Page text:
Coeur D Alene Press Letters To The Editor
Coeur D Alene Press Letters To The Editor – I first met Sandy Emerson in the fall of 1984, when he ran the Coeur d’Alene Chamber of Commerce in a small building on the northeast corner of the Coeur d’Alene Resort’s front lawn.
I just got off the U-Haul truck in Lewiston, where I worked as news editor for the Morning Tribune. I replaced the hat and went back to reporting. At The Spokesman-Review CDA bureau, I was assigned local government (city hall and county courts).
Coeur D Alene Press Letters To The Editor
I don’t remember much of that interview, except that Sandy smoked a pipe with sweetened tobacco and saw me as just another in a string of reporters for “out-of-state newspapers” — a common disparagement in “great” SR led by the press and local allies during the Northern Idaho Newspaper War” (1980s-90s).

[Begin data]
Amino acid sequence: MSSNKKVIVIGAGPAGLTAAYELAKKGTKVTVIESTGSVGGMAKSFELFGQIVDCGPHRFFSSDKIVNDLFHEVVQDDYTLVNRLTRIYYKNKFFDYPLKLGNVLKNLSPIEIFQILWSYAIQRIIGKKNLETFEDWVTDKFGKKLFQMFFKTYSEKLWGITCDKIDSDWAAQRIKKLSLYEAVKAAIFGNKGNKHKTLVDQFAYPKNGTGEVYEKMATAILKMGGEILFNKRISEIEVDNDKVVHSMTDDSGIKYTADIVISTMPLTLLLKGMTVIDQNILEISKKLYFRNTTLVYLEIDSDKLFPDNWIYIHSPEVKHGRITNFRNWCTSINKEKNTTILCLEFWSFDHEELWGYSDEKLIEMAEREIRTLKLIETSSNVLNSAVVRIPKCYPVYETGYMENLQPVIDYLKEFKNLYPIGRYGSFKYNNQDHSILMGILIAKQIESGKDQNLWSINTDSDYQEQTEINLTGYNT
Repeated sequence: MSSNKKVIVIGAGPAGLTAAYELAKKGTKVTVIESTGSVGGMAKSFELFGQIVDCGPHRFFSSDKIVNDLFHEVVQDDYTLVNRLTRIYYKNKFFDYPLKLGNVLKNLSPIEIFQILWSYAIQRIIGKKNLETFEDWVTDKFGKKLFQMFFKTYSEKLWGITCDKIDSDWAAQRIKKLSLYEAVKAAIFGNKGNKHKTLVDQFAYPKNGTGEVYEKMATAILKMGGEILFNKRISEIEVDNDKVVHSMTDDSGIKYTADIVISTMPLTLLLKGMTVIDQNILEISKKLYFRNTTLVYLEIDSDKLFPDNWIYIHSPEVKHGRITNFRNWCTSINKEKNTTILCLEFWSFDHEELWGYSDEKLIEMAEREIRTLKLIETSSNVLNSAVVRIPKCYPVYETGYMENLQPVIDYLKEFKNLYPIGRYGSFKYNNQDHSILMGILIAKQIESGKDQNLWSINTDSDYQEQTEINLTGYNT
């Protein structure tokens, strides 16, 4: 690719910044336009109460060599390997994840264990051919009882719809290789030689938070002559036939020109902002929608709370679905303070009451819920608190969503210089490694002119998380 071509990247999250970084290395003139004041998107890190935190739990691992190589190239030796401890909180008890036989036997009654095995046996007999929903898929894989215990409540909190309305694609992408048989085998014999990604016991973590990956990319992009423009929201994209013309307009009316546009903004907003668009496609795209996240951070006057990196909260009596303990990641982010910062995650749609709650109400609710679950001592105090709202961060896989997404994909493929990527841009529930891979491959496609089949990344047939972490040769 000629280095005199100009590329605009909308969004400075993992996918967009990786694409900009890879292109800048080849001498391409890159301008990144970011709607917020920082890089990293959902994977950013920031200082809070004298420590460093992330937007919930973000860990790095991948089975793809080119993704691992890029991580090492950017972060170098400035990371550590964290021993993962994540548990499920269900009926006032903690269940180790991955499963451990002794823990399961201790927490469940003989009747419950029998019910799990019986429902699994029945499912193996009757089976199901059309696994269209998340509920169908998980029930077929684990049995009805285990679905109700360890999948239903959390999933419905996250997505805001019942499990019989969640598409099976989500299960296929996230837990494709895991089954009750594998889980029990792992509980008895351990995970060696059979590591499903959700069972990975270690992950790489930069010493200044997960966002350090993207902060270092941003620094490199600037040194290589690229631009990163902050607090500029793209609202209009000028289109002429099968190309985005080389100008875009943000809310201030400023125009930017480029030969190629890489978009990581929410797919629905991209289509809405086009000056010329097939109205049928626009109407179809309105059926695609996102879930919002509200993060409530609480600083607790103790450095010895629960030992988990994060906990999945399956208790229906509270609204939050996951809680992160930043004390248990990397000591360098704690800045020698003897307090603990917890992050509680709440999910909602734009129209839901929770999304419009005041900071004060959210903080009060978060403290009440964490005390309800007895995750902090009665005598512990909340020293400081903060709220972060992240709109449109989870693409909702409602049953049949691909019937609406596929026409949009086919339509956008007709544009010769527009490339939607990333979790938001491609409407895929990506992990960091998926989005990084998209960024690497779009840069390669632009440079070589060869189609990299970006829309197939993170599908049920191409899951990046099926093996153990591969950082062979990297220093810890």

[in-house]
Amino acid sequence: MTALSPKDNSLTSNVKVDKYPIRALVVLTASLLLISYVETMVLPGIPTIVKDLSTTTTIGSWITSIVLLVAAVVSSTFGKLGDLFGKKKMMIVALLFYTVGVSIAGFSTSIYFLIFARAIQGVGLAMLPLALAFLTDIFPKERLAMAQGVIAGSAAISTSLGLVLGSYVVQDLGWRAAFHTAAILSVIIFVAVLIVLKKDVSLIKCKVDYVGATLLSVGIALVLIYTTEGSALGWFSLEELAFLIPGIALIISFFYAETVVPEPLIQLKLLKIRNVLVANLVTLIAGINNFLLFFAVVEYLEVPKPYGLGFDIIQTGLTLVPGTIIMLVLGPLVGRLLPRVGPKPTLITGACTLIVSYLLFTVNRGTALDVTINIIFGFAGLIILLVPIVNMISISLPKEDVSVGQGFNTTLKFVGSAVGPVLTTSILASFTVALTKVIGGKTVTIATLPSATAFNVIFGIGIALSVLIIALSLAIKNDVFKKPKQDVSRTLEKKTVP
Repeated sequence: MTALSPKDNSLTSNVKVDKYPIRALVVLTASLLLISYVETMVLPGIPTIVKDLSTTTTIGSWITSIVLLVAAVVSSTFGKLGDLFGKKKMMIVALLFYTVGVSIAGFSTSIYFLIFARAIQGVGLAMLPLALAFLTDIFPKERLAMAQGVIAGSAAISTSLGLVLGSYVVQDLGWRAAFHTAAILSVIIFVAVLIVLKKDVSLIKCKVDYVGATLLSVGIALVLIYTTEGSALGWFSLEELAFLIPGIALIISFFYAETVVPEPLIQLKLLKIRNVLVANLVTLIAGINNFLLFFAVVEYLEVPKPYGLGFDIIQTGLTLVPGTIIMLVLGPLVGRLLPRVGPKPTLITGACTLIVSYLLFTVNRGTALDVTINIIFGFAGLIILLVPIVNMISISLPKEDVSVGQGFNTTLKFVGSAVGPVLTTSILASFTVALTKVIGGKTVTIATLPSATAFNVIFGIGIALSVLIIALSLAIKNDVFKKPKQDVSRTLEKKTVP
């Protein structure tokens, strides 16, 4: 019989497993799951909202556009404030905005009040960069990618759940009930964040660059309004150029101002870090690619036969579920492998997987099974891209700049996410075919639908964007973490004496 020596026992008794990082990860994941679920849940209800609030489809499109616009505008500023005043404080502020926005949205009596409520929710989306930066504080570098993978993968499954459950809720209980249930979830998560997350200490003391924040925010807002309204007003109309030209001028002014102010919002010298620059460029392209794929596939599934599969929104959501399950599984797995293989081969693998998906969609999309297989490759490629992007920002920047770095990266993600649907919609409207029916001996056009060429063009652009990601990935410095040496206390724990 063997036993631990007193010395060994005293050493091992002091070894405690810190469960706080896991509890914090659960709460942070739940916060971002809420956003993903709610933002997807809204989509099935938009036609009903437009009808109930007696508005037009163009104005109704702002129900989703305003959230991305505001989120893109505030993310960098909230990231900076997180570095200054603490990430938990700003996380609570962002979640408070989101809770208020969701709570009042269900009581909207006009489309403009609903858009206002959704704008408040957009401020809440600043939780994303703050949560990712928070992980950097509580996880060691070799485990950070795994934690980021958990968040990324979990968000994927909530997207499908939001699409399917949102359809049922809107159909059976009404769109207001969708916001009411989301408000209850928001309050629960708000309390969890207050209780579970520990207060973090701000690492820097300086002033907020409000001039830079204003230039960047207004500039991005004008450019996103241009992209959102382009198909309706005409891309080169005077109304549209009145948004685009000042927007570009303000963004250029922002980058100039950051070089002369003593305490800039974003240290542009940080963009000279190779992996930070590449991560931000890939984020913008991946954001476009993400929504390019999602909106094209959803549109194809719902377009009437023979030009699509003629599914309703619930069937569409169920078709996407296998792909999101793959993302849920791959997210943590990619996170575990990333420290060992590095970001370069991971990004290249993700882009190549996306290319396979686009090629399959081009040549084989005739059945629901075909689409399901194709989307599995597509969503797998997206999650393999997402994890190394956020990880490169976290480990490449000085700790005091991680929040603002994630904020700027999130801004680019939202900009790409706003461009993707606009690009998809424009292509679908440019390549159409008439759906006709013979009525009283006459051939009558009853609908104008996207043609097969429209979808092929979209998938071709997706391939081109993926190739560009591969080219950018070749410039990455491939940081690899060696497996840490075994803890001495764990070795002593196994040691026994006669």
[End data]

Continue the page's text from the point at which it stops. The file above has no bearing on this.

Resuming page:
As Rathdrum Prairie Disappears, With No Plan To Save It, Some Farmers Are Holding Out
Sandy and I eventually hit it off. In early 1985, he recruited me to be part of the inaugural Leadership Coeur d’Alene group. Then-news editor Bill Cooper was also part of the first class. I started my Huckleberries column—then called Kootenai Grapevine—because the leadership Coeur d’Alene was taking off.
Cooper and I made Sandy and our classmates nervous because we worked for fierce competitors—rushing to make “media rules.” The directive says that information shared in class cannot be used in our respective newspapers. I made Sandy’s heartache to say that I might publish something from the monthly class that, if it was juicy enough, could be fired by Leadership Coeur d’Alene. I’m just kidding. But Sandy didn’t know.